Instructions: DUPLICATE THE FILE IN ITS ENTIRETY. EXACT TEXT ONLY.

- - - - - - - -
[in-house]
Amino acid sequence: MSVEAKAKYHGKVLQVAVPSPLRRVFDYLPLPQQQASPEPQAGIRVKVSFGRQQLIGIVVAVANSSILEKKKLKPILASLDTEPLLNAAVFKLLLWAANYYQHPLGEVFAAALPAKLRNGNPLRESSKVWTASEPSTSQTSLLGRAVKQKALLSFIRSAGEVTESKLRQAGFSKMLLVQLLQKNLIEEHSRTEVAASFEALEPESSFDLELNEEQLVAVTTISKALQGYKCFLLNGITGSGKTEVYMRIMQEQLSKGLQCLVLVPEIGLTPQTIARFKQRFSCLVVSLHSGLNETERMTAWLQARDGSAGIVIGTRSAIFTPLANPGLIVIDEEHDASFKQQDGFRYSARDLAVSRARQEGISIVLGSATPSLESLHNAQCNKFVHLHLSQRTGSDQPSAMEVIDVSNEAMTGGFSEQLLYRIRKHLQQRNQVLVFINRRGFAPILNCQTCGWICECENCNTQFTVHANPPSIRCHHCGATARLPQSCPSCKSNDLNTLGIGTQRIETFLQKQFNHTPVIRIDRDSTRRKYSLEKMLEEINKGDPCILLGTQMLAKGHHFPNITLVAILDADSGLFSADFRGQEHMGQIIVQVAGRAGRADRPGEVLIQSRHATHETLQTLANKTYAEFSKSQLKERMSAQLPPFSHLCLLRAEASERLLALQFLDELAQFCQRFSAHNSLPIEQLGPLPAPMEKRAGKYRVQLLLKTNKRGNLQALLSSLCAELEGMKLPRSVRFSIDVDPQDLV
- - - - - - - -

[in-house]
Amino acid sequence: MSVEAKAKYHGKVLQVAVPSPLRRVFDYLPLPQQQASPEPQAGIRVKVSFGRQQLIGIVVAVANSSILEKKKLKPILASLDTEPLLNAAVFKLLLWAANYYQHPLGEVFAAALPAKLRNGNPLRESSKVWTASEPSTSQTSLLGRAVKQKALLSFIRSAGEVTESKLRQAGFSKMLLVQLLQKNLIEEHSRTEVAASFEALEPESSFDLELNEEQLVAVTTISKALQGYKCFLLNGITGSGKTEVYMRIMQEQLSKGLQCLVLVPEIGLTPQTIARFKQRFSCLVVSLHSGLNETERMTAWLQARDGSAGIVIGTRSAIFTPLANPGLIVIDEEHDASFKQQDGFRYSARDLAVSRARQEGISIVLGSATPSLESLHNAQCNKFVHLHLSQRTGSDQPSAMEVIDVSNEAMTGGFSEQLLYRIRKHLQQRNQVLVFINRRGFAPILNCQTCGWICECENCNTQFTVHANPPSIRCHHCGATARLPQSCPSCKSNDLNTLGIGTQRIETFLQKQFNHTPVIRIDRDSTRRKYSLEKMLEEINKGDPCILLGTQMLAKGHHFPNITLVAILDADSGLFSADFRGQEHMGQIIVQVAGRAGRADRPGEVLIQSRHATHETLQTLANKTYAEFSKSQLKERMSAQLPPFSHLCLLRAEASERLLALQFLDELAQFCQRFSAHNSLPIEQLGPLPAPMEKRAGKYRVQLLLKTNKRGNLQALLSSLCAELEGMKLPRSVRFSIDVDPQDLV